Spain Guide

 

Motril Beaches

You can sunbathe in the nude, you can paraglide off a mountain and land on the beach or you can simply enjoy fresh seafood down at the marina and people watch. It's all possible in Motril! This area enjoys a sub tropical microclimate with an average of 320 days of sunshine per year, making the seafront a magnet for visitors all year round.

The port of Motril with its thriving commercial and fishing areas and leisure marina is the centre of seafront life. Here you can watch the fishermen auction off the day's catch, enjoy a wide range of watersports or take a boat trip over to Morocco. No less than 27 cruise ships make Motril their port of call as the gateway to Granada for passengers.

Motril's coastal strip has two main beaches Playa Poniente (the most popular) and Playa Granada. There are other beaches at Azucena and Torrenueva and a naturist beach, Playa La Joya near Torrenueva (park on the N340 coastal road at Castel de Ferro and go down some steep steps, about 500 metres, to the beach).

Fishing, sailing, jet ski ing, water ski ing and scuba diving are all available along this stretch of the Costa Tropical.

There's a local flying club for those who fancy taking to the mountainous hinterland with a paraglider or hang glider. Motril offers some of the best flying sites in the area and it's common to see flyers sweeping down from the hills, circling over the sea and landing on the local beaches.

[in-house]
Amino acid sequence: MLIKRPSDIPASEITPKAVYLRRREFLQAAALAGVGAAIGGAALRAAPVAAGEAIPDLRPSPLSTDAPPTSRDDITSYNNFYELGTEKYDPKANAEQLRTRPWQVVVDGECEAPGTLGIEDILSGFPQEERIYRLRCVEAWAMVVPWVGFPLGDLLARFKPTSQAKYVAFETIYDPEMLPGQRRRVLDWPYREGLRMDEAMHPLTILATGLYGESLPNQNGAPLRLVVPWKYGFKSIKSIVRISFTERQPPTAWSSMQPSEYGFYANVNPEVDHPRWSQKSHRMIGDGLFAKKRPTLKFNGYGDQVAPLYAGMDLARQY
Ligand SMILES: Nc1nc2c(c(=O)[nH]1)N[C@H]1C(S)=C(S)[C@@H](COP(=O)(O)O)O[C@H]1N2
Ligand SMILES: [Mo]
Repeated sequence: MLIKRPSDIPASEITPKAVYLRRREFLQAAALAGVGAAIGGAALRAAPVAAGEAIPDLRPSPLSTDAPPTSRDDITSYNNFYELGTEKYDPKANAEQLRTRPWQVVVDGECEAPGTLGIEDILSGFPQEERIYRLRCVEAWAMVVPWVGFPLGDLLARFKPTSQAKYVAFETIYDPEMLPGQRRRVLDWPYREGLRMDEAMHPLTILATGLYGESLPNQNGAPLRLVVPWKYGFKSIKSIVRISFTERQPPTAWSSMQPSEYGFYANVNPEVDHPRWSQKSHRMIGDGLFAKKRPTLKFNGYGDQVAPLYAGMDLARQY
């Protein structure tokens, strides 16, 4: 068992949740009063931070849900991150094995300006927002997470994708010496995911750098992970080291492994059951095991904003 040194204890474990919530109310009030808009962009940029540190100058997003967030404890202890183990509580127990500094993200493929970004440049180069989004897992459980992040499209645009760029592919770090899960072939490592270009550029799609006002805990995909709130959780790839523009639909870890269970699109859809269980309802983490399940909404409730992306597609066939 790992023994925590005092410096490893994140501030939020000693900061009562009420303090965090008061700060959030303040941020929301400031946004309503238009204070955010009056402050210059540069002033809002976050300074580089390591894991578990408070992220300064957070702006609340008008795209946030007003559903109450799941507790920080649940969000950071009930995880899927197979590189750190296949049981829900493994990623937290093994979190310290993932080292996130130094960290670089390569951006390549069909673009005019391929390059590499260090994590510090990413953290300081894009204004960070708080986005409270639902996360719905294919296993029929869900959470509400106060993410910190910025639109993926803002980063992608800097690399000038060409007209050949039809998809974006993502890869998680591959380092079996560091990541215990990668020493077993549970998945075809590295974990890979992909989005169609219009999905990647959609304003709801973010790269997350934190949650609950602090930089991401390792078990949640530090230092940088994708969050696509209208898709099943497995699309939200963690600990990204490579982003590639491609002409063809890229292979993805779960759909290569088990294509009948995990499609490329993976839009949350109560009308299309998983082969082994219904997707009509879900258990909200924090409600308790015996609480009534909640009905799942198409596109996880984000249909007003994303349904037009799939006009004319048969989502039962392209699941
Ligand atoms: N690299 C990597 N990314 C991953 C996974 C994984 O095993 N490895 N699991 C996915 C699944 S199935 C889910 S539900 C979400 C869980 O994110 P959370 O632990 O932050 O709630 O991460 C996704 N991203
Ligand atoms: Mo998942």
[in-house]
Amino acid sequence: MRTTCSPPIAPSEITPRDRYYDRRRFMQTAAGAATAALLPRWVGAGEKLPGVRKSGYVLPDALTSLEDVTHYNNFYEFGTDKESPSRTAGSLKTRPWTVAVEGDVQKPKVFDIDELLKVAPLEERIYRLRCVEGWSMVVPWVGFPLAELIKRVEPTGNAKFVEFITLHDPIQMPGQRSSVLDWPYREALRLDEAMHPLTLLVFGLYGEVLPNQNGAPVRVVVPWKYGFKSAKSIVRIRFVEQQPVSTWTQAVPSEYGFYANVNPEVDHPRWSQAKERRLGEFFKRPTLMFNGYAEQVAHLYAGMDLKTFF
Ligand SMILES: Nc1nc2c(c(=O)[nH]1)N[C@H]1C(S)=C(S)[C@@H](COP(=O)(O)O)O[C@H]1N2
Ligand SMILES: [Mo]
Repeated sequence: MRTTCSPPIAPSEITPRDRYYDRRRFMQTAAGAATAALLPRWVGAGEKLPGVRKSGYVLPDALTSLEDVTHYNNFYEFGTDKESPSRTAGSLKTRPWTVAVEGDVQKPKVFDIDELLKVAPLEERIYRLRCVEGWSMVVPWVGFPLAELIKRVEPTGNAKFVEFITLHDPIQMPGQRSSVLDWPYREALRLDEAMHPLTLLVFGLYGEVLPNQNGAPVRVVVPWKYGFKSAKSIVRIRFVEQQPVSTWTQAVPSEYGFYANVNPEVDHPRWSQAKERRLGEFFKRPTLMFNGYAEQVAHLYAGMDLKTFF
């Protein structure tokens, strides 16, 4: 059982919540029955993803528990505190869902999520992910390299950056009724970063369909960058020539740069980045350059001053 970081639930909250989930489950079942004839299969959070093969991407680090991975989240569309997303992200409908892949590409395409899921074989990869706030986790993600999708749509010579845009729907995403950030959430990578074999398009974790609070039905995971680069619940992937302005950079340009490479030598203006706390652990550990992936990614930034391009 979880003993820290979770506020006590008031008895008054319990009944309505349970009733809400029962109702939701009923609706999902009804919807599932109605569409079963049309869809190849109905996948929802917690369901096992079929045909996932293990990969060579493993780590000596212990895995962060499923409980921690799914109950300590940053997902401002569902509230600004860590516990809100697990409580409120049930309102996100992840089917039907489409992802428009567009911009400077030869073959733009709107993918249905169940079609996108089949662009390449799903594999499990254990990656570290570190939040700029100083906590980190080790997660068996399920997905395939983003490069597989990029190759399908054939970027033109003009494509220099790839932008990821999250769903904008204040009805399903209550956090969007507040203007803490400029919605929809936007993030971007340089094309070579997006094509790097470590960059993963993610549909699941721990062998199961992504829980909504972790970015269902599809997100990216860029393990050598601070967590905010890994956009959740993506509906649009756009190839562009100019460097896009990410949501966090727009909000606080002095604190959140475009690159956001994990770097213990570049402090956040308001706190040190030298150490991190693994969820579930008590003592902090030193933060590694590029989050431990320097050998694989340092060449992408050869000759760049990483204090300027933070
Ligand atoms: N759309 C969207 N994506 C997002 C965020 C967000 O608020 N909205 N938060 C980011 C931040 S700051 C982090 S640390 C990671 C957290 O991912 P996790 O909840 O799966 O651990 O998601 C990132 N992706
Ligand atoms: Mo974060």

The less daring and more culinary inclined might prefer to spend their leisure time in one of the many excellent seafront restaurants where there's a strong emphasis on fresh fish dishes. Try the local fried fish specialty, fresh sardines grilled over beach barbecues or Andalucian fish stew with rice or potatoes.

Restaurants here offer locally grown tropical fruits mangoes, papaya, avocadoes and sweet custard apples (chirimoyos) together with the fruity wine produced from the region's vineyards.

For divers, the clear waters and rocky bays along this stretch of the coast are a treasure trove of marine life, caverns and corals. The Motril wreck, a cargo vessel which sank in 1937, is a popular dive site and the waters off the nearby village of Herradura are particularly rich in marine life.

The Atlantic Stream brings lots of plankton and other micro life forms to these waters, making this area abundant in a wide variety of sea creatures there are conger and moray eels, swordfish, dolphin, octopus, sailfish and lobster.

Canoeing and whitewater rafting are among other water sports available locally there's a canoe course which runs right through the city of Granada.

Motril's seafront also provides the stage for two of the town's most important fiestas. The traditional Virgen del Carmen procession takes place during the evening of July 16th when local fishermen take an effigy of the virgin out to sea followed by a flotilla of small boats. On October 7th locals and visitors alike gather at the beach for a big outdoor party in honour of the Virgen del Rosario.

 

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